We have been hearing volatile claims on both sides of the DACA program of late. I don’t think most Americans understand what it is and its value and importance. Let’s look at it closely:
Deferred Action for Childhood Arrivals (DACA) is an American immigration policy founded by the Obama administration in June 2012. DACA allows certain illegal immigrants who entered the country as minors, to receive a renewable two-year period of deferred action from deportation and eligibility for a work permit. The policy was created after acknowledgment that these illegal students had been largely raised in the United States, and was seen as a way to remove immigration enforcement attention from “low priority” individuals with good behavior. The illegal immigrant student population was rapidly increasing; approximately 65,000 illegal immigrant students graduate from U.S. high schools on a yearly basis. From the start, the Pew Research Center estimated that up to 1.7 million people might be eligible. As of June 2016, U.S. Citizenship and Immigration Services (USCIS) had received 844,931 initial applications for DACA status, of which 741,546 (88%) were approved, 60,269 (7%) were denied, and 43,121 (5%) were pending. Over half of those accepted reside in California and Texas.
There are many misconceptions about this program, the effects on all concerned if it is terminated, and what options there are — if there are options — of simply leaving it in place as is or with adjustments to the program. And there are many questions that are unanswered that most Americans would like answered.
Is DACA Part of U.S. Immigration Law?
No, it is not. On numerous occasions through the years different Immigration proposals have been discussed in both Houses of Congress, but none has ever been passed into law. The primary reason for the passage failure of each is that Democrats hold fast to the plan to (as part of any Immigration law) all illegals already in the U.S. be given a fast track to full citizenship. Republicans have held fast to the enforcement of existing Immigration law, which has been virtually ignored in large part by the last few Presidential administrations. The sticking point for all on the Left and many on the Right is “What do we do with all those who have been in the U.S. illegally — some for many years — instead of straight deportation?” That question has never been answered sufficiently to entice necessary votes from the “other” side in that argument to pass a comprehensive immigration law. No doubt the children brought here by their illegal immigrant parents are caught in this dilemma. The DACA program is NOT a law, but an Executive Order that has been a temporary fix, although the Obama Administration planned on its continued expansion. In November 2014, President Obama attempted to expand DACA. However, in December 2014, Texas and 25 other states sued in the District Court for the Southern District of Texas asking the court to enjoin implementation of both the DACA expansion and Deferred Action for Parents of Americans (a similar program. In February 2015, Judge Andrew S. Hanen issued a preliminary injunction blocking the expansion from going into effect while the case, Texas v. United States, proceeds. After progressing through the court system, an equally divided (4-4) Supreme Court left the injunction in place, without setting any precedent.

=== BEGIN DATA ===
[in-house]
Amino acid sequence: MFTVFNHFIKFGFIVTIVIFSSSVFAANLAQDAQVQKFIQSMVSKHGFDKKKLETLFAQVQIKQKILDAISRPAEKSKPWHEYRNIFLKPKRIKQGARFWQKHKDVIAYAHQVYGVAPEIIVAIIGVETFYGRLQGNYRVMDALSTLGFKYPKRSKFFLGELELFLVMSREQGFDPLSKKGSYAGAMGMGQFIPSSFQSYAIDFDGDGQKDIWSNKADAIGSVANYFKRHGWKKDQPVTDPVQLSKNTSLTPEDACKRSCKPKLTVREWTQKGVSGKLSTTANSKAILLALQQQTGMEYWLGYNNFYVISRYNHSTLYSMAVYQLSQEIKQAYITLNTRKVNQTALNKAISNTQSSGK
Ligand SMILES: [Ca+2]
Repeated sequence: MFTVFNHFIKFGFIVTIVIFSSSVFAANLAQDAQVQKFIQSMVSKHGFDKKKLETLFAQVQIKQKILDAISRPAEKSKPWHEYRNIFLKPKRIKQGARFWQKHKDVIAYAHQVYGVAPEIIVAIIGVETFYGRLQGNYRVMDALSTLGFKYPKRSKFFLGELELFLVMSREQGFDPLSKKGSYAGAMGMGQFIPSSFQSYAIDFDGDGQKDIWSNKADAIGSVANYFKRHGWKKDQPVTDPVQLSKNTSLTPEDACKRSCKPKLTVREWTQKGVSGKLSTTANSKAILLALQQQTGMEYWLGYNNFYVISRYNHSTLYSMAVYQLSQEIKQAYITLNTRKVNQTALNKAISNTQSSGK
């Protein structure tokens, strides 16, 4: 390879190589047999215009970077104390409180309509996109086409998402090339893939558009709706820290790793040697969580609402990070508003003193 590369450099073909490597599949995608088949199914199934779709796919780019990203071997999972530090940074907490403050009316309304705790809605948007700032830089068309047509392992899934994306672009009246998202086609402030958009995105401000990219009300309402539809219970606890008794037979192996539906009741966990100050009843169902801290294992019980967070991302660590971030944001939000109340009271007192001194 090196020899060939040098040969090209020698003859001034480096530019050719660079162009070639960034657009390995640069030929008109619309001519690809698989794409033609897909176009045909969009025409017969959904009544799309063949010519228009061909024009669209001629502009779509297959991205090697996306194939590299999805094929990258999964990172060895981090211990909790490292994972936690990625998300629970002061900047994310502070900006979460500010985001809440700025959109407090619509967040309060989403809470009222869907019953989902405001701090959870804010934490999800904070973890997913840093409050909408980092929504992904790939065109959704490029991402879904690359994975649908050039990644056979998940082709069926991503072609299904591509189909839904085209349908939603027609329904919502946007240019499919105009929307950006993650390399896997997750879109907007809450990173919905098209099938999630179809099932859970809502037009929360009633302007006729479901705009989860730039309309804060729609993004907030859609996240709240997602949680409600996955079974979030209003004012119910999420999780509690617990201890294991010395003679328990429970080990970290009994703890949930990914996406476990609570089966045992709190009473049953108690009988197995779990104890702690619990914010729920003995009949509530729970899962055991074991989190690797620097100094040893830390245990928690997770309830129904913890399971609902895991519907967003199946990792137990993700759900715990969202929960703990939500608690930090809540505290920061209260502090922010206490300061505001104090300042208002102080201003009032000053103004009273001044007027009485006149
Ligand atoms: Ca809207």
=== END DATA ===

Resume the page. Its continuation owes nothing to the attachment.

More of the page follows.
DACA Eligibility and Requirements
To be eligible, illegal immigrants must have entered the United States before their 16th birthday and prior to June 2007, be currently in school, a high school graduate or be honorably discharged from the military, be under the age of 31 as of June 15, 2012, and not have been convicted of a felony, significant misdemeanor or three other misdemeanors, or otherwise pose a threat to national security. The program does not provide lawful status or a path to citizenship, nor does it provide eligibility for federal welfare or student aid.
To qualify for DACA, applicants must meet the following major requirements, although meeting them does not guarantee approval:
- Came to the United States before their 16th birthday
- Have lived continuously in the United States since 15 June 2007
- Were under age 31 on 15 June 2012 (i.e., born on 16 June 1981 or after)
- Were physically present in the United States on 15 June 2012, and at the time of making their request for consideration of deferred action with USCIS
- Had no lawful status on 15 June 2012
- Have completed high school or a GED, have been honorably discharged from the armed forces, or are enrolled in school
- Have not been convicted of a felony or serious misdemeanors, or three or more other misdemeanors, and do not otherwise pose a threat to national security or public safety
To show proof of qualification (verify these requirements), applicants must submit three forms; I-821D, Consideration of Deferred Action for Childhood Arrivals; I-765, Application for Employment Authorization; and I-765WS, Worksheet, as well as supporting documentation.